Wisconsin lags behind other states in renewable energy standards, should do major overhaul of utility regulations to encourage utilities to invest in alternative energy, new technology, says expert
January 21, 2014
(Industry Intelligence Inc.)
– Wisconsin should conduct a major overhaul of its utility regulations in an effort to encourage utilities to invest in alternative energy and new technology, said Madison Wisconsin Energy Director of Midwest Energy Policy Analysis Gary Radloff, WisBusiness.com reported on Jan. 21.
On a national level, Wisconsin ranks about in the middle in terms of its renewable energy standards, Radloff noted.
Wisconsin’s renewable portfolio standards currently require regulated utilities to produce 10% of their total energy from green sources by 2015.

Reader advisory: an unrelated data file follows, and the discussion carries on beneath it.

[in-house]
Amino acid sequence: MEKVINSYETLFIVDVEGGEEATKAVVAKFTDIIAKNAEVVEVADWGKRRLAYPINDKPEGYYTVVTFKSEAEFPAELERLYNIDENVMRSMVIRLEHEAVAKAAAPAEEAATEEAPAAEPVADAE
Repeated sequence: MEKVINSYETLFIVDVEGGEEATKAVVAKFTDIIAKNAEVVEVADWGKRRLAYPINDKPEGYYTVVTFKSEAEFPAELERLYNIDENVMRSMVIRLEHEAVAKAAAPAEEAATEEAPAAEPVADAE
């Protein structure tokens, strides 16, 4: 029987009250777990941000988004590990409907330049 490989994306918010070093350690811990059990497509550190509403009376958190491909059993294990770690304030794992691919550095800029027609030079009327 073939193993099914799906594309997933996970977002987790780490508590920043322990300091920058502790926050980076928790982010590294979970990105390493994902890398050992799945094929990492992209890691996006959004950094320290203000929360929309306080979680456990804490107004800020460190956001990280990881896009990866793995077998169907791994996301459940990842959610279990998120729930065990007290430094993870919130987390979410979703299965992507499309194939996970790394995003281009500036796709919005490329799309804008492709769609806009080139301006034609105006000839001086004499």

The state legislature is currently tweaking the renewable portfolio standard, including passing bills that expand the list of qualifying energy sources. Radloff said that these changes are fairly minor and fall short of actually restructuring the standard.
Radloff said that he would like to see Wisconsin allow third parties to finance energy production. Currently, such companies are reluctant to get involved with energy production because of existing laws, Radloff added, noting that some utilizes oppose third-party financing because it would lower the utilities’ revenue.
However, in areas with different laws, third parties are leading the renewable energy push, in particular when it comes to solar, Radloff observed.
Currently, regulations do not encourage innovation, Radloff said, noting that utility companies invest about 2% of their money in technology innovation, which is far below what other economic sectors typically invest.
Coal and other carbon sources presently account for more than 50% of Wisconsin’s energy production, Radloff noted, adding that state should diversify its sources of energy production beyond the 10% mandate.
The primary source of this article is WisBusiness.com, Madison, Wisconsin, on Jan. 21, 2014.